Re: [Interstellar-Travel-100-Year-Starship] The Myth of the Flat (meetup: message 16 of 20) Earth

From: Jeffrey C. J.
Sent on: Monday, July 1, 2013 3:22 PM
Folks,

Right now the best scientific way, except for the feedback problem exposed by Hawking, to interstellar travel known with today's understanding is based on Prof. Kip Thorne's computations for construction of an Einstein-Rosen bridge.  Unlike Farscape, this doesn't assume a hidden, underlying superhighway of wormholes connecting Earth to the far reaches of the universe.  However, it does take advantage of what a Type 2 Civilization (We are currently about Type 0.72 according to Prof. Michio Kaku's interpretation of Carl Sagan's Kardashev scale.) can accomplish by harnessing the mass of a star as an energy pump to create a large enough casimir negative vacuum energy field which can thus connect 2 points in space-time.  Initially the wormholes will be adjacent, but this Type 2 civilization can then pull them apart and then put one on a near-light-speed space ship.  The ship can be very well shielded and use slow acceleration to achieve faster speeds conventionally, such as via Ion Drive.  The other end, expanded to human size, is then sent to Earth.  Meanwhile the ship accelerates and experiences Time Dilation until it reaches its destination.  Now, remember I said nothing could travel faster than light but something on a ship traveling at nearly light speed could nonetheless travel a great distance without much aging?  Well, the same thing goes for the Wormhole, so if it takes 1,000 years to reach the distant star as we watch the space ship, time may be dilated such that that end of the wormhole will only age 33 years and if that end has only aged 33 years, our end would also only have aged 33 years.  So after 33 years, we can look through the wormhole at that star 998.8 ly away, while seeing our ship only 32.96 ly from Earth.  That's how you could, with our current understanding, institute interstellar travel.  I suggest we all study tensor math and Kip Thorne's paper on this subject and then figure out how to turn the mass of a star into energy, just not the sun; Proxima Centauri seems a good candidate.  :)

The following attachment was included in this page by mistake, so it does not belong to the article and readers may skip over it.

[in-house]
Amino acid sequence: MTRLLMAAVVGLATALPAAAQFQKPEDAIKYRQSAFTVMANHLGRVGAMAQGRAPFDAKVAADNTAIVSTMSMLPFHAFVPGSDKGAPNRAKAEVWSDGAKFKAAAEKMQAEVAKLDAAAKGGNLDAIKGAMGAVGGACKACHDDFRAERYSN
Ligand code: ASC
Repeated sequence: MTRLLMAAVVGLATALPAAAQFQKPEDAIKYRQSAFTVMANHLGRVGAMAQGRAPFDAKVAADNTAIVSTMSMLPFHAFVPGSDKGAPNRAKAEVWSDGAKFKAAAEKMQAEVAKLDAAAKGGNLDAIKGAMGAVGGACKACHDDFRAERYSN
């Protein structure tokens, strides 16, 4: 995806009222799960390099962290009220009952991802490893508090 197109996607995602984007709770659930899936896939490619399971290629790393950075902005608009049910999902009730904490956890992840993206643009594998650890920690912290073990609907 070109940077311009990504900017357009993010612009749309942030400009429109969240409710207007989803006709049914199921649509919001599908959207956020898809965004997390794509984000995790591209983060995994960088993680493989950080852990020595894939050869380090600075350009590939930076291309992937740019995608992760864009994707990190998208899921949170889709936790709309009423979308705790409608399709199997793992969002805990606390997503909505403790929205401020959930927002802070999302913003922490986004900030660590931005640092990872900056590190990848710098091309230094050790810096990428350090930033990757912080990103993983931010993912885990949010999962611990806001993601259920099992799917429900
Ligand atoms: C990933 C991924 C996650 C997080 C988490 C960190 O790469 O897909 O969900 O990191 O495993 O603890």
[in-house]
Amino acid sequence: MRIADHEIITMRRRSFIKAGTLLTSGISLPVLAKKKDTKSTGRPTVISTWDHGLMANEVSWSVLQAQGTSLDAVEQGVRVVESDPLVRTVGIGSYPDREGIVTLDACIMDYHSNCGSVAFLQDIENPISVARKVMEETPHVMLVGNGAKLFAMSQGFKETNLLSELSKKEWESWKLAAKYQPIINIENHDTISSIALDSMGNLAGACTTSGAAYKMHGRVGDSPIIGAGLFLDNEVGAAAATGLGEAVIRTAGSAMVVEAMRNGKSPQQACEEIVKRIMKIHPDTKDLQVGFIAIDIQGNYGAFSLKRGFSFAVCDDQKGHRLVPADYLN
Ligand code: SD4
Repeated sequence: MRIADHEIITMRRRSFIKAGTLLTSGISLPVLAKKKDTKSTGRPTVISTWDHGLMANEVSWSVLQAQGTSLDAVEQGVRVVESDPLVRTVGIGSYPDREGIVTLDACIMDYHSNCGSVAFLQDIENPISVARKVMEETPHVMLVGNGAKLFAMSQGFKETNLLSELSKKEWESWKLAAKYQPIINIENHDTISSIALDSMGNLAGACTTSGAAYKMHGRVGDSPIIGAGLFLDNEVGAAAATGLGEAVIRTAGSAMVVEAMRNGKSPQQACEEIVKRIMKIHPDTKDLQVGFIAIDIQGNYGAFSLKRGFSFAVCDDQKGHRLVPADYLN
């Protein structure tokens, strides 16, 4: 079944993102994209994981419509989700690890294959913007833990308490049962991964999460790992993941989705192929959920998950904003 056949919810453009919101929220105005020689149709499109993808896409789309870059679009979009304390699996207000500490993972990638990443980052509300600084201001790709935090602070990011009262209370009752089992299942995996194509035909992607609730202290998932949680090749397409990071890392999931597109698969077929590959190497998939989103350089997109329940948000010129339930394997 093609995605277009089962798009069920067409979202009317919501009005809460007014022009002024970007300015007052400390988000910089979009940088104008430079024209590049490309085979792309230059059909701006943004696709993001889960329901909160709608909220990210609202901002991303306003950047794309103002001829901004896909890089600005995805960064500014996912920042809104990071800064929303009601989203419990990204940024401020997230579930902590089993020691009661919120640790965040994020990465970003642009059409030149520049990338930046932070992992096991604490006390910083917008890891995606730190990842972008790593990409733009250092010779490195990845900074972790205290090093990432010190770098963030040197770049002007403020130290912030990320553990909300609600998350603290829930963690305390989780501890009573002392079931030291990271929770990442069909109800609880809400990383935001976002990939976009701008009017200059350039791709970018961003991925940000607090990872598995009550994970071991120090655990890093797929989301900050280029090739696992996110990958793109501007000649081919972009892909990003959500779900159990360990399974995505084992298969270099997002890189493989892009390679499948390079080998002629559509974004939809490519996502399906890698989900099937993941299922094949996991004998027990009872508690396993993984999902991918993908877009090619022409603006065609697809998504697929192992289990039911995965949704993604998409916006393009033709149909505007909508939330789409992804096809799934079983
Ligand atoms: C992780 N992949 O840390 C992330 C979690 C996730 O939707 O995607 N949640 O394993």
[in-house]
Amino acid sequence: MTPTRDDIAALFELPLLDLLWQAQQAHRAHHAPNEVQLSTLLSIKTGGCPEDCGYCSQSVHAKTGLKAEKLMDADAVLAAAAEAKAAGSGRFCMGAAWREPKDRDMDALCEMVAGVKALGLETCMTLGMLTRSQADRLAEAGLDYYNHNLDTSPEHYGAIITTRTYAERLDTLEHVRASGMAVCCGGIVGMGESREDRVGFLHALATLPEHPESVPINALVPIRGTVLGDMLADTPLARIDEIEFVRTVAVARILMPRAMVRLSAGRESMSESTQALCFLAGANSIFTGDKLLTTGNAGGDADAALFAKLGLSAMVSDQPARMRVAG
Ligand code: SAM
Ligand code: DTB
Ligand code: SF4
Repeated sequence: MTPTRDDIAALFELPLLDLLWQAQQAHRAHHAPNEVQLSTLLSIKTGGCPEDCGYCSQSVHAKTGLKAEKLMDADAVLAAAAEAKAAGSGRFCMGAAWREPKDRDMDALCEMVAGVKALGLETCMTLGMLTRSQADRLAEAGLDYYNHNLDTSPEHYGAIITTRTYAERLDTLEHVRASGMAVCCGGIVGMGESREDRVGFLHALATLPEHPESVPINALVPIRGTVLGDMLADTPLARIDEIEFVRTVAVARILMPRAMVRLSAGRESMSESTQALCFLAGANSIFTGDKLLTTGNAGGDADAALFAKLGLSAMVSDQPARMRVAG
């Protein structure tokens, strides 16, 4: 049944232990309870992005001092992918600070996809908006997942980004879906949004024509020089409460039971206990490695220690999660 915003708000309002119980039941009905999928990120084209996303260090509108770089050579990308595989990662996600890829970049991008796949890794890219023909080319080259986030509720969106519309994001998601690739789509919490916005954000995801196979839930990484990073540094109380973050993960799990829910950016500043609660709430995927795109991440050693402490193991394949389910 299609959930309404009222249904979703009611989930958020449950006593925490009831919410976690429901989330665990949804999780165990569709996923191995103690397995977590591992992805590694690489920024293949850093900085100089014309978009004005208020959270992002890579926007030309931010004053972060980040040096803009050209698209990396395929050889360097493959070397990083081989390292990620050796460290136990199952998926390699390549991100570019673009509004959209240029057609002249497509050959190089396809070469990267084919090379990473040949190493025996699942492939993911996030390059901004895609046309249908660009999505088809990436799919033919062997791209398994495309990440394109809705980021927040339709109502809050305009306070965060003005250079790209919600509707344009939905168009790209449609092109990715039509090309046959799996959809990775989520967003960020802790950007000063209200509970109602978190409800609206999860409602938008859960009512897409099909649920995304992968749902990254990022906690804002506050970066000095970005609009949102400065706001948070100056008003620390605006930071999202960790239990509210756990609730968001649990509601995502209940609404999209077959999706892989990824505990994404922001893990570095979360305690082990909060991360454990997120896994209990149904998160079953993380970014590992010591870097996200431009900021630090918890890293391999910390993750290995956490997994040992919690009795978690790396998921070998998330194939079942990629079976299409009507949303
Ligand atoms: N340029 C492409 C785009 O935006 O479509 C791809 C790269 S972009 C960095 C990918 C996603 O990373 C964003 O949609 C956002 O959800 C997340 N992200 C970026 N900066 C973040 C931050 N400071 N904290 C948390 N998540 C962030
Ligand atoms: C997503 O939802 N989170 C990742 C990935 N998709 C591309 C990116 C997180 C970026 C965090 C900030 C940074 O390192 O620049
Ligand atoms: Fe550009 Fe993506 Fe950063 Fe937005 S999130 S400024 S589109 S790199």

Jeffrey,


On 1 July[masked]:00, RJC - [address removed] <meetup.timehorse.50b0272d4f.rjcarter_ga#[address removed]> wrote:
So true, Martin.
The shortest route to failure is to never begin. And since we are setting a goal of interstellar travel, let's place our energy into moving toward it, rather than away. If we so much as make one advancement toward that goal, we will have charted a course for those who come after. Success is incremental, not en masse. It reminds me of a funny thing my dad always used to tell me: Son, do you know how to eat an elephant? ...one bite at a time. Needless to say, as a kid I just thought it sounded silly, but it is really a lighthearted vehicle for an idea steeped in wisdom.




-------- Original message --------
From: M <[address removed]>
Date: 07/01/2013 14:03 (GMT-05:00)
To: [address removed]
Subject: Re: [Interstellar-Travel-100-Year-Starship] The Myth of the Flat Earth


We hear that back in the day, when those cavemen were bumping around scratching out designs for a wheel, some of them knew the motorcycle was on the way, only it was down the road a piece.  Other's told them it was theoretically impossible (like be real Og, there's no road).  I am certain I speak for all when I say I am pleased they stuck it out.


From: "David Abraham" <[address removed]>
To: [address removed]
Sent: Sunday, June 30,[masked]:50:55 PM
Subject: RE: [Interstellar-Travel-100-Year-Starship] The Myth of the Flat Earth

While I would only applaud anyone who devotes his/her life to a future today barely imaginable, I honestly doubt that you will find one person in the scientific community who would suggest that (manned!) interstellar travel is likely/probable within the next 500 years.  None of the milestones so far achieved or talked about within the space community has been a surprise to anyone who has been interested in space flight since he was a pre-teen in the late 1940's.  
Landing on Mars is one thing, interstellar quite another.  The nearest star after the Sun is 500,000 times further away from us than Mars, 500,000 times farther away than Mars!  It demands a wholly new science of energy.

I am not trying to dampen your enthusiasm, just trying to lay a proper foundation for how hard it is.  GO FOR IT!